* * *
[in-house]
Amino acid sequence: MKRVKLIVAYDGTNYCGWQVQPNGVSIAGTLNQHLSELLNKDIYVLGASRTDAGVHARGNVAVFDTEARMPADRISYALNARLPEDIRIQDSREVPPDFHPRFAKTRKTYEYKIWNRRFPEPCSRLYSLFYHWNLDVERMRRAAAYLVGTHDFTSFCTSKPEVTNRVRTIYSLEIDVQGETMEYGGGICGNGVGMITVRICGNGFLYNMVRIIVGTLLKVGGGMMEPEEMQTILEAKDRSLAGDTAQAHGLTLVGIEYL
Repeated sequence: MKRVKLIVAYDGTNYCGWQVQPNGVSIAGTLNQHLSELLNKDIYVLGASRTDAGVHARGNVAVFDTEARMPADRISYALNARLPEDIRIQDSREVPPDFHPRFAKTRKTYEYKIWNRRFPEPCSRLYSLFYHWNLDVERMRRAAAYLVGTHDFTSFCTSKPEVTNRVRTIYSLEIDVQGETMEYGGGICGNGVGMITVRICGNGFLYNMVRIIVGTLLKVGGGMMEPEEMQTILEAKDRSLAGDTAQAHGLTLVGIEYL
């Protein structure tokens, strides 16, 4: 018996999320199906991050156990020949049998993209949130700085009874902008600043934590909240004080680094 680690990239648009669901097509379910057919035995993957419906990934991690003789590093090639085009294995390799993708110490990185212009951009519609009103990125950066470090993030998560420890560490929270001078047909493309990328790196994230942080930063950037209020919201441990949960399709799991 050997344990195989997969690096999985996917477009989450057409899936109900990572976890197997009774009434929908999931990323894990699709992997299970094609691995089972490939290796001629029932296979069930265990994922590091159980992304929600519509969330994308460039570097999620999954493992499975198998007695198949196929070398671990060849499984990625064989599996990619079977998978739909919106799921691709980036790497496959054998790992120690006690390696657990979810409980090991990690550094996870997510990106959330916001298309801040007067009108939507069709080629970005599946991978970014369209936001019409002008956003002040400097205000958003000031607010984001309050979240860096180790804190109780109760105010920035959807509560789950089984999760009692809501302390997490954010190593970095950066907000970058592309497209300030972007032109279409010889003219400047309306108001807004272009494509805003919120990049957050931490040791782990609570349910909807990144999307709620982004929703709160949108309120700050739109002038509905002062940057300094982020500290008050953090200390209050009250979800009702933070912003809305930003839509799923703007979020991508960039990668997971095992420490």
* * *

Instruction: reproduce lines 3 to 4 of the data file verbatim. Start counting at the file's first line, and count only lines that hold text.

Repeated sequence: MKRVKLIVAYDGTNYCGWQVQPNGVSIAGTLNQHLSELLNKDIYVLGASRTDAGVHARGNVAVFDTEARMPADRISYALNARLPEDIRIQDSREVPPDFHPRFAKTRKTYEYKIWNRRFPEPCSRLYSLFYHWNLDVERMRRAAAYLVGTHDFTSFCTSKPEVTNRVRTIYSLEIDVQGETMEYGGGICGNGVGMITVRICGNGFLYNMVRIIVGTLLKVGGGMMEPEEMQTILEAKDRSLAGDTAQAHGLTLVGIEYL
């Protein structure tokens, strides 16, 4: 018996999320199906991050156990020949049998993209949130700085009874902008600043934590909240004080680094 680690990239648009669901097509379910057919035995993957419906990934991690003789590093090639085009294995390799993708110490990185212009951009519609009103990125950066470090993030998560420890560490929270001078047909493309990328790196994230942080930063950037209020919201441990949960399709799991 050997344990195989997969690096999985996917477009989450057409899936109900990572976890197997009774009434929908999931990323894990699709992997299970094609691995089972490939290796001629029932296979069930265990994922590091159980992304929600519509969330994308460039570097999620999954493992499975198998007695198949196929070398671990060849499984990625064989599996990619079977998978739909919106799921691709980036790497496959054998790992120690006690390696657990979810409980090991990690550094996870997510990106959330916001298309801040007067009108939507069709080629970005599946991978970014369209936001019409002008956003002040400097205000958003000031607010984001309050979240860096180790804190109780109760105010920035959807509560789950089984999760009692809501302390997490954010190593970095950066907000970058592309497209300030972007032109279409010889003219400047309306108001807004272009494509805003919120990049957050931490040791782990609570349910909807990144999307709620982004929703709160949108309120700050739109002038509905002062940057300094982020500290008050953090200390209050009250979800009702933070912003809305930003839509799923703007979020991508960039990668997971095992420490």